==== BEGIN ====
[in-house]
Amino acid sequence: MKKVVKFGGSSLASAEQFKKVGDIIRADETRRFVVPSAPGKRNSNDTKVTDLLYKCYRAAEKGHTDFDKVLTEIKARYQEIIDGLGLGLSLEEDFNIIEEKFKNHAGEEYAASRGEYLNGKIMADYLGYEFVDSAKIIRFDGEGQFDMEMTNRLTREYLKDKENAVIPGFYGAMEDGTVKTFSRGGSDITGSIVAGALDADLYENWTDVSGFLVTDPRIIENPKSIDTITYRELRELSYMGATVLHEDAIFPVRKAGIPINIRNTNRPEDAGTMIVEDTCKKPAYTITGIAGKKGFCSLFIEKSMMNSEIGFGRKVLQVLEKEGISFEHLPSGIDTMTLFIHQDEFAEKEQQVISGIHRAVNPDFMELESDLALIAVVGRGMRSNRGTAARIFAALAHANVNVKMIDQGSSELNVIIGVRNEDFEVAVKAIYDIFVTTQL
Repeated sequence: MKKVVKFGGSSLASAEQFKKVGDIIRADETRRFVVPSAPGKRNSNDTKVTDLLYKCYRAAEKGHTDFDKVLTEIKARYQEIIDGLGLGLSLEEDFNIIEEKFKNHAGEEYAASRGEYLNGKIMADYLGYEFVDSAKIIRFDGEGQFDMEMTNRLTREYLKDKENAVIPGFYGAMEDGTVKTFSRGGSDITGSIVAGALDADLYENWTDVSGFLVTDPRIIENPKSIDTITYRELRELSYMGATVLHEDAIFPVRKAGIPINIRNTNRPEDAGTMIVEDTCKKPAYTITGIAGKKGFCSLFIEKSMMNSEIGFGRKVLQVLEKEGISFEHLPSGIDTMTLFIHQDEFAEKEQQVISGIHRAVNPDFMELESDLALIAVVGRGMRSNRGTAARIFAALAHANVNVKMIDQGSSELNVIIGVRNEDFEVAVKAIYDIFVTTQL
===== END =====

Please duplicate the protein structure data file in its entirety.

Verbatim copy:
[in-house]
Amino acid sequence: MKKVVKFGGSSLASAEQFKKVGDIIRADETRRFVVPSAPGKRNSNDTKVTDLLYKCYRAAEKGHTDFDKVLTEIKARYQEIIDGLGLGLSLEEDFNIIEEKFKNHAGEEYAASRGEYLNGKIMADYLGYEFVDSAKIIRFDGEGQFDMEMTNRLTREYLKDKENAVIPGFYGAMEDGTVKTFSRGGSDITGSIVAGALDADLYENWTDVSGFLVTDPRIIENPKSIDTITYRELRELSYMGATVLHEDAIFPVRKAGIPINIRNTNRPEDAGTMIVEDTCKKPAYTITGIAGKKGFCSLFIEKSMMNSEIGFGRKVLQVLEKEGISFEHLPSGIDTMTLFIHQDEFAEKEQQVISGIHRAVNPDFMELESDLALIAVVGRGMRSNRGTAARIFAALAHANVNVKMIDQGSSELNVIIGVRNEDFEVAVKAIYDIFVTTQL
Repeated sequence: MKKVVKFGGSSLASAEQFKKVGDIIRADETRRFVVPSAPGKRNSNDTKVTDLLYKCYRAAEKGHTDFDKVLTEIKARYQEIIDGLGLGLSLEEDFNIIEEKFKNHAGEEYAASRGEYLNGKIMADYLGYEFVDSAKIIRFDGEGQFDMEMTNRLTREYLKDKENAVIPGFYGAMEDGTVKTFSRGGSDITGSIVAGALDADLYENWTDVSGFLVTDPRIIENPKSIDTITYRELRELSYMGATVLHEDAIFPVRKAGIPINIRNTNRPEDAGTMIVEDTCKKPAYTITGIAGKKGFCSLFIEKSMMNSEIGFGRKVLQVLEKEGISFEHLPSGIDTMTLFIHQDEFAEKEQQVISGIHRAVNPDFMELESDLALIAVVGRGMRSNRGTAARIFAALAHANVNVKMIDQGSSELNVIIGVRNEDFEVAVKAIYDIFVTTQL